Some one said to the President, “There’s a fellow by the name of Rowan will find Garcia for you, if anybody can.”

Rowan was sent for and given a letter to be delivered to Garcia. How “the fellow by the name of Rowan” took the letter, sealed it up in an oil-skin pouch, strapped it over his heart, in four days landed by night off the coast of Cuba from an open boat, disappeared into the jungle, & in three weeks came out on the other side of the Island, having traversed a hostile country on foot, and delivered his letter to Garcia, are things I have no special desire now to tell in detail.

The point I wish to make is this: McKinley gave Rowan a letter to be delivered to Garcia; Rowan took the letter and did not ask, “Where is he at?” By the Eternal! there is a man whose form should be cast in deathless bronze and the statue placed in every college of the land. It is not book-learning young men need, nor instruction about this and that, but a stiffening of the vertebrae which will cause them to be loyal to a trust, to act promptly, concentrate their energies: do the thing – “Carry a message to Garcia!”

General Garcia is dead now, but there are other Garcias.

No man, who has endeavored to carry out an enterprise where many hands were needed, but has been well nigh appalled at times by the imbecility of the average man- the inability or unwillingness to concentrate on a thing and do it. Slip-shod assistance, foolish inattention, dowdy indifference, & half-hearted work seem the rule; and no man succeeds, unless by hook or crook, or threat, he forces or bribes other men to assist him; or mayhap, God in His goodness performs a miracle, & sends him an Angel of Light for an assistant. You, reader, put this matter to a test: You are sitting now in your office – six clerks are within call.

Summon any one and make this request: “Please look in the encyclopedia and make a brief memorandum for me concerning the life of Correggio”.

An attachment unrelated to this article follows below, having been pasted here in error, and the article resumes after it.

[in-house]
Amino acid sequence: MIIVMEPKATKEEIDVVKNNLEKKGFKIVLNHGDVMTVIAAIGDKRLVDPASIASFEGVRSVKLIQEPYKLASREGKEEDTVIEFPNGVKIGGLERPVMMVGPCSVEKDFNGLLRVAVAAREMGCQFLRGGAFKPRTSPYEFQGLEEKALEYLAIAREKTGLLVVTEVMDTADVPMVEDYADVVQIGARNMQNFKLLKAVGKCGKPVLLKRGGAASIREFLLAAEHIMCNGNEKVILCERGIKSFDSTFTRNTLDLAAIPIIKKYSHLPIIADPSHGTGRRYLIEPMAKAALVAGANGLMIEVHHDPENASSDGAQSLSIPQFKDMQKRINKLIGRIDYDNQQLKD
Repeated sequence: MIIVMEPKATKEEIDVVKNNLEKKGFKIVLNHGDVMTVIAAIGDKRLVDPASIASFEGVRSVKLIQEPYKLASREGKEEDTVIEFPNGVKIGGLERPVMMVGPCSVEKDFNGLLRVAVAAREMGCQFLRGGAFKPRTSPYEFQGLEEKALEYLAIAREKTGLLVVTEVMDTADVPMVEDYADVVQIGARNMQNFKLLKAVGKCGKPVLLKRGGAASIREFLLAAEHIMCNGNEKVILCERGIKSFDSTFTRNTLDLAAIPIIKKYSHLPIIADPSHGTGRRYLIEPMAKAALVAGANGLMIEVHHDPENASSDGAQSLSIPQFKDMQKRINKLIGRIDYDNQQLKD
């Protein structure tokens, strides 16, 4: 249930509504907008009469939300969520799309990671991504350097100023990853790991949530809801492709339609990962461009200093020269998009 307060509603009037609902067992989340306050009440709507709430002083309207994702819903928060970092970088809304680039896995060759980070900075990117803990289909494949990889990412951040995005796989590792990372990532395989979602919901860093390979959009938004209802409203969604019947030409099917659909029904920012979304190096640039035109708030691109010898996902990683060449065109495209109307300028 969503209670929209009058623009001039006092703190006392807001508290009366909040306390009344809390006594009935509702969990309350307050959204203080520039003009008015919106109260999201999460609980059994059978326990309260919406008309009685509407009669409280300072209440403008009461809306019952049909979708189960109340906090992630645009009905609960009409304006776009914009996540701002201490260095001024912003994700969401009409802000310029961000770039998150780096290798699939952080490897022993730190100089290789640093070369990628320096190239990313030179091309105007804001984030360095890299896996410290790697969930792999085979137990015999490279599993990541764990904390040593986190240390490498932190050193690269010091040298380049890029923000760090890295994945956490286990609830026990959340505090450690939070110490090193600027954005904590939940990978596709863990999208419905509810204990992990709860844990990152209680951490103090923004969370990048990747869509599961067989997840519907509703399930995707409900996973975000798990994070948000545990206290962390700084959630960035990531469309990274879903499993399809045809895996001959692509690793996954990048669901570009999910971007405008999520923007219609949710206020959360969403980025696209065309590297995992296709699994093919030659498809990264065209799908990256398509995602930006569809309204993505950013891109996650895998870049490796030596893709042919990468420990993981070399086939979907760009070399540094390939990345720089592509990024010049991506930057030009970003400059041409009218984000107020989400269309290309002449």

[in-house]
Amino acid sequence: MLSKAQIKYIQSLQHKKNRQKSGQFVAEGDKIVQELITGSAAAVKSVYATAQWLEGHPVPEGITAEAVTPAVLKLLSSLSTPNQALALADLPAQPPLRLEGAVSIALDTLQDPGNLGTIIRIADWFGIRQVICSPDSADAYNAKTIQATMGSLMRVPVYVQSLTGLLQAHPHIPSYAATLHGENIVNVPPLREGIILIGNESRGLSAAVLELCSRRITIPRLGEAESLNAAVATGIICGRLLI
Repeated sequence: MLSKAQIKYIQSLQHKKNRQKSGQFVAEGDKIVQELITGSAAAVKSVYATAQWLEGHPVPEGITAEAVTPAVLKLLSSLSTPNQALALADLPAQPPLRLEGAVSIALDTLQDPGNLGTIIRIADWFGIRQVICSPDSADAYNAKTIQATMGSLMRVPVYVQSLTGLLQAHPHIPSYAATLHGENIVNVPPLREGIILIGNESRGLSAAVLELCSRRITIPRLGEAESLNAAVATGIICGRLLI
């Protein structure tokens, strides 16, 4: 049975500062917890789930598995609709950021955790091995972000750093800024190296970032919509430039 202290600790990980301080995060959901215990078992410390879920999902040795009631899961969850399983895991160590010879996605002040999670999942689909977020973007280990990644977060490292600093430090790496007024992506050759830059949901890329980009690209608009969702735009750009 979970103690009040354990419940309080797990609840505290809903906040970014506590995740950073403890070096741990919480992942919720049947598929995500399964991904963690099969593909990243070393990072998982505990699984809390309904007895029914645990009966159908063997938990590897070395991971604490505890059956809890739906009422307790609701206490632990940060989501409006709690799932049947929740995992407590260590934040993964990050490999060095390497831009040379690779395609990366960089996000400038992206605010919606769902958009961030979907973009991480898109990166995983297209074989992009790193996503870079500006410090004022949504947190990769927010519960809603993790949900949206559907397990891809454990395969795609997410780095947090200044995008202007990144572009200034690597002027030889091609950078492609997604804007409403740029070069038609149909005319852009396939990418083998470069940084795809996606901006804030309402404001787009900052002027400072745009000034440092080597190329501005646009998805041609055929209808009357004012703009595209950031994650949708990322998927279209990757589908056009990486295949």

Will the clerk quietly say, “Yes, sir,” and go do the task?

On your life, he will not. He will look at you out of a fishy eye and ask one or more of the following questions:

Who was he?

Which encyclopedia?

Where is the encyclopedia?

Was I hired for that?

Don’t you mean Bismarck?

What’s the matter with Charlie doing it?

Is he dead?

Is there any hurry?

Shan’t I bring you the book and let you look it up yourself?

What do you want to know for?

And I will lay you ten to one that after you have answered the questions, and explained how to find the information, and why you want it, the clerk will go off and get one of the other clerks to help him try to find Garcia – and then come back and tell you there is no such man. Of course I may lose my bet, but according to the Law of Average, I will not.

Now if you are wise you will not bother to explain to your “assistant” that Correggio is indexed under the C’s, not in the K’s, but you will smile sweetly and say, “Never mind,” and go look it up yourself.

And this incapacity for independent action, this moral stupidity, this infirmity of the will, this unwillingness to cheerfully catch hold and lift, are the things that put pure Socialism so far into the future. If men will not act for themselves, what will they do when the benefit of their effort is for all? A first-mate with knotted club seems necessary; and the dread of getting “the bounce” Saturday night, holds many a worker to his place.

Advertise for a stenographer, and nine out of ten who apply, can neither spell nor punctuate – and do not think it necessary to.

Can such a one write a letter to Garcia?

“You see that bookkeeper,” said the foreman to me in a large factory.

“Yes, what about him?”

“Well he’s a fine accountant, but if I’d send him up town on an errand, he might accomplish the errand all right, and on the other hand, might stop at four saloons on the way, and when he got to Main Street, would forget what he had been sent for.”